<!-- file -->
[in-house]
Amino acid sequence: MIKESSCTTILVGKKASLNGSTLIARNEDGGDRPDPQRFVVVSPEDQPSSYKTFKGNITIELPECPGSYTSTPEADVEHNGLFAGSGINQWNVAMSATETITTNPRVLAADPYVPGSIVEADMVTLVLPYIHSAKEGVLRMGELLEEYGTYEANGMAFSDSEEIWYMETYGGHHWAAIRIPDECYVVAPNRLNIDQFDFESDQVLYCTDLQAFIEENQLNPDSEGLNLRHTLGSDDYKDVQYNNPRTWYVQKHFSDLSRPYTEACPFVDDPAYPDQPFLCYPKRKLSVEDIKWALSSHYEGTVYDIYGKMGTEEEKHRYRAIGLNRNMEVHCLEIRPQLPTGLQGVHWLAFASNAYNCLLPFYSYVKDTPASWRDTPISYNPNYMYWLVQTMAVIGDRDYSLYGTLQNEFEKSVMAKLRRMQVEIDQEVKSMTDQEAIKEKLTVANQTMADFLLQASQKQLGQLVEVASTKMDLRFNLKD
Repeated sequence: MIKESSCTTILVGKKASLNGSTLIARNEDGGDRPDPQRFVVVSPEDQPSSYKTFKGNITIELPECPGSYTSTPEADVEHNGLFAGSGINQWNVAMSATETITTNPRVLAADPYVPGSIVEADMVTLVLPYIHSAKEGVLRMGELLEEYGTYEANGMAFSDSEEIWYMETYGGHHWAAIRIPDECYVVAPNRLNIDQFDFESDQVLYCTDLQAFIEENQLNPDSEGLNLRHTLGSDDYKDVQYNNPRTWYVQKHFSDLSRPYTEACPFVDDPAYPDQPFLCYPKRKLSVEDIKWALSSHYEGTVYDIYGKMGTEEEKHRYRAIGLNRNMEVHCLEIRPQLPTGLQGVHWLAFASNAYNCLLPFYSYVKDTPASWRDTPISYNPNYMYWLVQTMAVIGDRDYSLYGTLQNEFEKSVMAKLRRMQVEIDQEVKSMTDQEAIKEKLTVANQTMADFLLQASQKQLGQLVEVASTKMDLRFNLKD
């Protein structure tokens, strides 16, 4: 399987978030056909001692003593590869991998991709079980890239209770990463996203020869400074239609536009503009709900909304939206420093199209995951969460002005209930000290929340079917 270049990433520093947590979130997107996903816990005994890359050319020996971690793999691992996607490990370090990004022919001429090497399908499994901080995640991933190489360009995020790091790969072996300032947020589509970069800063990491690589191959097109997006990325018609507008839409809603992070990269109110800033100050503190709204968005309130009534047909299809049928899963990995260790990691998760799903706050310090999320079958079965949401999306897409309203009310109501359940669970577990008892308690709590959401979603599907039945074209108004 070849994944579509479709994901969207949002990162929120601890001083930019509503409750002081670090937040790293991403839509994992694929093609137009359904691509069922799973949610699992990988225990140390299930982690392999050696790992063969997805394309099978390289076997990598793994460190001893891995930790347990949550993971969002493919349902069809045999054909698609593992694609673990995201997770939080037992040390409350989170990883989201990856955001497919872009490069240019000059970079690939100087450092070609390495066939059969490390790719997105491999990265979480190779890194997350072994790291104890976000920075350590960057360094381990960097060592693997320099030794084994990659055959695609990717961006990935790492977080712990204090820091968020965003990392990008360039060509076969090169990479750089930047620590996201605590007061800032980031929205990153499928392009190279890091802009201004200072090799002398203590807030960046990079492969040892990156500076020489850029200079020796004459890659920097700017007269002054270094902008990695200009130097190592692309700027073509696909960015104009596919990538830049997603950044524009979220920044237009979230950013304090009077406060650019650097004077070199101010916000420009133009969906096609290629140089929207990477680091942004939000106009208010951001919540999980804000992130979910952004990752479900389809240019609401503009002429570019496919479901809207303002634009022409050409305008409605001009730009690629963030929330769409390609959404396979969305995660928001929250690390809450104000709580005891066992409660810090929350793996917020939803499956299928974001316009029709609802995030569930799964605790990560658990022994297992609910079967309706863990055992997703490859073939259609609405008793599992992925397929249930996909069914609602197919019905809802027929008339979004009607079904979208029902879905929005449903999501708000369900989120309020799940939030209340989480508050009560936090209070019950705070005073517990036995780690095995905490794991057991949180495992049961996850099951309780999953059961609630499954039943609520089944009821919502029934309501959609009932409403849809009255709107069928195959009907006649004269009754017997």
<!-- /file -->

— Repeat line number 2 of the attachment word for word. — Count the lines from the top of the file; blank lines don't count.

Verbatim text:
Amino acid sequence: MIKESSCTTILVGKKASLNGSTLIARNEDGGDRPDPQRFVVVSPEDQPSSYKTFKGNITIELPECPGSYTSTPEADVEHNGLFAGSGINQWNVAMSATETITTNPRVLAADPYVPGSIVEADMVTLVLPYIHSAKEGVLRMGELLEEYGTYEANGMAFSDSEEIWYMETYGGHHWAAIRIPDECYVVAPNRLNIDQFDFESDQVLYCTDLQAFIEENQLNPDSEGLNLRHTLGSDDYKDVQYNNPRTWYVQKHFSDLSRPYTEACPFVDDPAYPDQPFLCYPKRKLSVEDIKWALSSHYEGTVYDIYGKMGTEEEKHRYRAIGLNRNMEVHCLEIRPQLPTGLQGVHWLAFASNAYNCLLPFYSYVKDTPASWRDTPISYNPNYMYWLVQTMAVIGDRDYSLYGTLQNEFEKSVMAKLRRMQVEIDQEVKSMTDQEAIKEKLTVANQTMADFLLQASQKQLGQLVEVASTKMDLRFNLKD